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This book addresses the role of legal institutions in economic growth. The massive differences in country incomes are largely the product of economic growth, which is in turn shaped, influenced, and determined by the legal infrastructure of a country. There has been a growing interest in exploring the connection between legal rules and economic growth since the 1990s, which can be attributed to the influence of Harvard economist Andrei Shleifer and his colleagues (the so-called LLSV).
LLSV substantially contribute to our understanding of the economic consequences of legal rules. However, their studies face serious challenges, and leave a number of questions unresolved. This book is part of the academic efforts to fill gaps in LLSV’s studies. The contribution of and controversy over LLSV’s studies are systematically reviewed. In addition, the book scrutinises the relationship between law (both corporate and securities law) and stock market development, analyses the role of property law in economic development, and examines the growth experience of China.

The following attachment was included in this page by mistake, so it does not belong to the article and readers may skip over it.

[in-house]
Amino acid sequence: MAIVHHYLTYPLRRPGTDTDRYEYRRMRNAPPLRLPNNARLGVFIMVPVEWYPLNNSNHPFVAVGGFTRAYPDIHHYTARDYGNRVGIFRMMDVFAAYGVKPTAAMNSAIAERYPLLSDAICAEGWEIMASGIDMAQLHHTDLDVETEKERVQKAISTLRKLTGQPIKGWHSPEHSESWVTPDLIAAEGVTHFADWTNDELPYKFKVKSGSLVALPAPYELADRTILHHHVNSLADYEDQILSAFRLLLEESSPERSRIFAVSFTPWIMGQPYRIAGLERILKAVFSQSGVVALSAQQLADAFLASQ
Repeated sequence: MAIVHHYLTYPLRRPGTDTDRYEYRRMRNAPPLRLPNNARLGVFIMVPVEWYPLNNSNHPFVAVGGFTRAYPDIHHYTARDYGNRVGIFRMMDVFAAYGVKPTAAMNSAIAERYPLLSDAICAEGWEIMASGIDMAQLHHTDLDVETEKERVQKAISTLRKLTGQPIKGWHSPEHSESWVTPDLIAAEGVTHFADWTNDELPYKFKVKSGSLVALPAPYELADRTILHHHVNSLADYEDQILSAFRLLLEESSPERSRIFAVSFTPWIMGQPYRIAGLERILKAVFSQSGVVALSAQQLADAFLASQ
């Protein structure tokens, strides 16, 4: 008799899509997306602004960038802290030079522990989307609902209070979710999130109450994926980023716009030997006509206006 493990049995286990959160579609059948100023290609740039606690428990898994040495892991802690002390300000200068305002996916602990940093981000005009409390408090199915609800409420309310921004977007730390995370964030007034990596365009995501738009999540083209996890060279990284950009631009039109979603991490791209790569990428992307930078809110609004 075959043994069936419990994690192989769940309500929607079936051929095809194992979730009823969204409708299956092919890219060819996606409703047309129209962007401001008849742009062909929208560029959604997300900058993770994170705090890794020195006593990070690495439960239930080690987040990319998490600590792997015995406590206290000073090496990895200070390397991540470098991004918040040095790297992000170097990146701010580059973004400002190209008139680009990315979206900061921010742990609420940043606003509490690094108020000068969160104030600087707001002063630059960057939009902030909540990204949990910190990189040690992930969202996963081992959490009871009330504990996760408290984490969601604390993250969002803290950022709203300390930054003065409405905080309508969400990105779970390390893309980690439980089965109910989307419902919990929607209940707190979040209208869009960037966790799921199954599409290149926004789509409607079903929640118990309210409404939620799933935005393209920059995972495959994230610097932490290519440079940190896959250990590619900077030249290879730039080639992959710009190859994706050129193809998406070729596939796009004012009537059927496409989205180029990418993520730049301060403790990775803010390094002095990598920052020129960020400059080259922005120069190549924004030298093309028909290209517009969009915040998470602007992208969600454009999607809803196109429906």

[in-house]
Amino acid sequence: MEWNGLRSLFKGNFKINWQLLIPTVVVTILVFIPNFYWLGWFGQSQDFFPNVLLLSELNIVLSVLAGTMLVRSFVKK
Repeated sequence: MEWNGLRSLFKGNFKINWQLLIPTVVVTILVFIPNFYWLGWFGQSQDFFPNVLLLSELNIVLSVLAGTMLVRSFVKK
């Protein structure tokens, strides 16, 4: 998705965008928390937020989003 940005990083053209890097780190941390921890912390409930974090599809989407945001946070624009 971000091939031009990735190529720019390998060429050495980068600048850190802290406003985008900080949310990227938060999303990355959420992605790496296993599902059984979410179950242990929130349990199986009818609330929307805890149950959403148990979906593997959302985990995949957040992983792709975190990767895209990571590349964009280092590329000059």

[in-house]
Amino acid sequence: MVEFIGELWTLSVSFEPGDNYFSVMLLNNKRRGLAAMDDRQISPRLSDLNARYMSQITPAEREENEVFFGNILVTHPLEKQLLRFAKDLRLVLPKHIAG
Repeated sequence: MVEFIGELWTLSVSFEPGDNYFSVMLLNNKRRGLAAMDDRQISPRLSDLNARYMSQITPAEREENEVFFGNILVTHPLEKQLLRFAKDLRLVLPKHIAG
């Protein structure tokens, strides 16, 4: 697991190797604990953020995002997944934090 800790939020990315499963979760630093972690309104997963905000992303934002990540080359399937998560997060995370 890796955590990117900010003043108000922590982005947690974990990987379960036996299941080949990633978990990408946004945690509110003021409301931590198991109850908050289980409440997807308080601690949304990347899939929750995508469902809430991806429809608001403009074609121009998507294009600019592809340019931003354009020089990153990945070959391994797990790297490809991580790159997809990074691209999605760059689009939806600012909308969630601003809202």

Does Law Matter for Economic Growth? will help readers to reach a deeper understanding of the relationship between law and economic growth by revealing the weaknesses in and problems with LLSV’s studies, by offering new evidence (historical, comparative, and empirical) that cast serious doubts over LLSV’s conclusions, and by analysing certain apparent anomalies that can hardly be explained by LLSV’s theory. A more cautious stance regarding the law and growth nexus is ultimately reached. Law matters for economic performance, but the extent to which it matters is defined by a broader context within which political, legal, economic, and social variables influence one another and evolve together over time. It is therefore imprudent to embrace legal reform as a panacea for economic backwardness.
The analysis offered by this book makes it an important resource for academics and policy makers alike.